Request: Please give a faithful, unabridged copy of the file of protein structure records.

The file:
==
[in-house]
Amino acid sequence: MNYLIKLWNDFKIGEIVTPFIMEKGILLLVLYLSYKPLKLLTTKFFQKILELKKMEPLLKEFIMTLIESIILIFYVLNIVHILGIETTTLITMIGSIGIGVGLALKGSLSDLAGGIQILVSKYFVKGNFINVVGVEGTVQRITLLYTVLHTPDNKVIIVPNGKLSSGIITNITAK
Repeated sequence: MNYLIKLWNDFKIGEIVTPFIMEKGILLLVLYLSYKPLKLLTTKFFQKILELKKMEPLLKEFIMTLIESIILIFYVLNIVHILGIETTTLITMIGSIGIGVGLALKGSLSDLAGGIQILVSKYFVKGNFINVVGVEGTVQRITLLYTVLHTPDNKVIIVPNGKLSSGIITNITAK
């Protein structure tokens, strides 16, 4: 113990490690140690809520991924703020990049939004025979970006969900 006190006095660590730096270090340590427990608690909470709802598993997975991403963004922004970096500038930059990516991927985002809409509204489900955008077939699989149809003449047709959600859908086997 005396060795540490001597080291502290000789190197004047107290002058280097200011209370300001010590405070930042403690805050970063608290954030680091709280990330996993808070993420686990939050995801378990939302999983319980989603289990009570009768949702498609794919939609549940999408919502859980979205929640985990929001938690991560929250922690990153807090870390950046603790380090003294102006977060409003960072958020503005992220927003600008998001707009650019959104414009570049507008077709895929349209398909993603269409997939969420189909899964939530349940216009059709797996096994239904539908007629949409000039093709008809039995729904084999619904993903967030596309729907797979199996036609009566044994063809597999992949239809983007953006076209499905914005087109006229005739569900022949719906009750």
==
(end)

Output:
[in-house]
Amino acid sequence: MNYLIKLWNDFKIGEIVTPFIMEKGILLLVLYLSYKPLKLLTTKFFQKILELKKMEPLLKEFIMTLIESIILIFYVLNIVHILGIETTTLITMIGSIGIGVGLALKGSLSDLAGGIQILVSKYFVKGNFINVVGVEGTVQRITLLYTVLHTPDNKVIIVPNGKLSSGIITNITAK
Repeated sequence: MNYLIKLWNDFKIGEIVTPFIMEKGILLLVLYLSYKPLKLLTTKFFQKILELKKMEPLLKEFIMTLIESIILIFYVLNIVHILGIETTTLITMIGSIGIGVGLALKGSLSDLAGGIQILVSKYFVKGNFINVVGVEGTVQRITLLYTVLHTPDNKVIIVPNGKLSSGIITNITAK
């Protein structure tokens, strides 16, 4: 113990490690140690809520991924703020990049939004025979970006969900 006190006095660590730096270090340590427990608690909470709802598993997975991403963004922004970096500038930059990516991927985002809409509204489900955008077939699989149809003449047709959600859908086997 005396060795540490001597080291502290000789190197004047107290002058280097200011209370300001010590405070930042403690805050970063608290954030680091709280990330996993808070993420686990939050995801378990939302999983319980989603289990009570009768949702498609794919939609549940999408919502859980979205929640985990929001938690991560929250922690990153807090870390950046603790380090003294102006977060409003960072958020503005992220927003600008998001707009650019959104414009570049507008077709895929349209398909993603269409997939969420189909899964939530349940216009059709797996096994239904539908007629949409000039093709008809039995729904084999619904993903967030596309729907797979199996036609009566044994063809597999992949239809983007953006076209499905914005087109006229005739569900022949719906009750």